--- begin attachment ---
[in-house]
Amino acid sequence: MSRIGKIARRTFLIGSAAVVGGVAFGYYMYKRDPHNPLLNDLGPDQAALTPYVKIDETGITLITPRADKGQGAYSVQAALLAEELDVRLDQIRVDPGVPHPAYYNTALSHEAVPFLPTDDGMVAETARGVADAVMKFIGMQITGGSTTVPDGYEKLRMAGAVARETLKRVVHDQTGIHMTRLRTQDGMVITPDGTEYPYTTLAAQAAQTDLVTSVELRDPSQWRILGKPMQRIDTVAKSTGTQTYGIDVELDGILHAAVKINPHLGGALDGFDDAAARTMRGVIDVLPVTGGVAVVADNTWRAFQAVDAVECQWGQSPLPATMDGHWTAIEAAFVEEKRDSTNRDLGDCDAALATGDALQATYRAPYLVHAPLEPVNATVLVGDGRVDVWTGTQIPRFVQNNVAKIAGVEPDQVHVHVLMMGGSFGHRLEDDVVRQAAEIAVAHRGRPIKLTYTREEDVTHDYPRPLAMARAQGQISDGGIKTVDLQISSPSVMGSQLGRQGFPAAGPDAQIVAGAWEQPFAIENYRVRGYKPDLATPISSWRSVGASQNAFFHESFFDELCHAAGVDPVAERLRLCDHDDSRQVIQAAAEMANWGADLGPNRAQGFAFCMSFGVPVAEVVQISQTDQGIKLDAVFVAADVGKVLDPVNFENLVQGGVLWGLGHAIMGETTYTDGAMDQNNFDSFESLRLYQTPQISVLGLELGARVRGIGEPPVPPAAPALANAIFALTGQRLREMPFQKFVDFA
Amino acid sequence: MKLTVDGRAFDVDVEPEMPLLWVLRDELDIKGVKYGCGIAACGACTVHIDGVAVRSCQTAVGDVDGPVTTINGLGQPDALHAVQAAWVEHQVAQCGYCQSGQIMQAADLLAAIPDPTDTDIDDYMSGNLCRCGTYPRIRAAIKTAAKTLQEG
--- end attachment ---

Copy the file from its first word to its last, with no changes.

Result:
[in-house]
Amino acid sequence: MSRIGKIARRTFLIGSAAVVGGVAFGYYMYKRDPHNPLLNDLGPDQAALTPYVKIDETGITLITPRADKGQGAYSVQAALLAEELDVRLDQIRVDPGVPHPAYYNTALSHEAVPFLPTDDGMVAETARGVADAVMKFIGMQITGGSTTVPDGYEKLRMAGAVARETLKRVVHDQTGIHMTRLRTQDGMVITPDGTEYPYTTLAAQAAQTDLVTSVELRDPSQWRILGKPMQRIDTVAKSTGTQTYGIDVELDGILHAAVKINPHLGGALDGFDDAAARTMRGVIDVLPVTGGVAVVADNTWRAFQAVDAVECQWGQSPLPATMDGHWTAIEAAFVEEKRDSTNRDLGDCDAALATGDALQATYRAPYLVHAPLEPVNATVLVGDGRVDVWTGTQIPRFVQNNVAKIAGVEPDQVHVHVLMMGGSFGHRLEDDVVRQAAEIAVAHRGRPIKLTYTREEDVTHDYPRPLAMARAQGQISDGGIKTVDLQISSPSVMGSQLGRQGFPAAGPDAQIVAGAWEQPFAIENYRVRGYKPDLATPISSWRSVGASQNAFFHESFFDELCHAAGVDPVAERLRLCDHDDSRQVIQAAAEMANWGADLGPNRAQGFAFCMSFGVPVAEVVQISQTDQGIKLDAVFVAADVGKVLDPVNFENLVQGGVLWGLGHAIMGETTYTDGAMDQNNFDSFESLRLYQTPQISVLGLELGARVRGIGEPPVPPAAPALANAIFALTGQRLREMPFQKFVDFA
Amino acid sequence: MKLTVDGRAFDVDVEPEMPLLWVLRDELDIKGVKYGCGIAACGACTVHIDGVAVRSCQTAVGDVDGPVTTINGLGQPDALHAVQAAWVEHQVAQCGYCQSGQIMQAADLLAAIPDPTDTDIDDYMSGNLCRCGTYPRIRAAIKTAAKTLQEG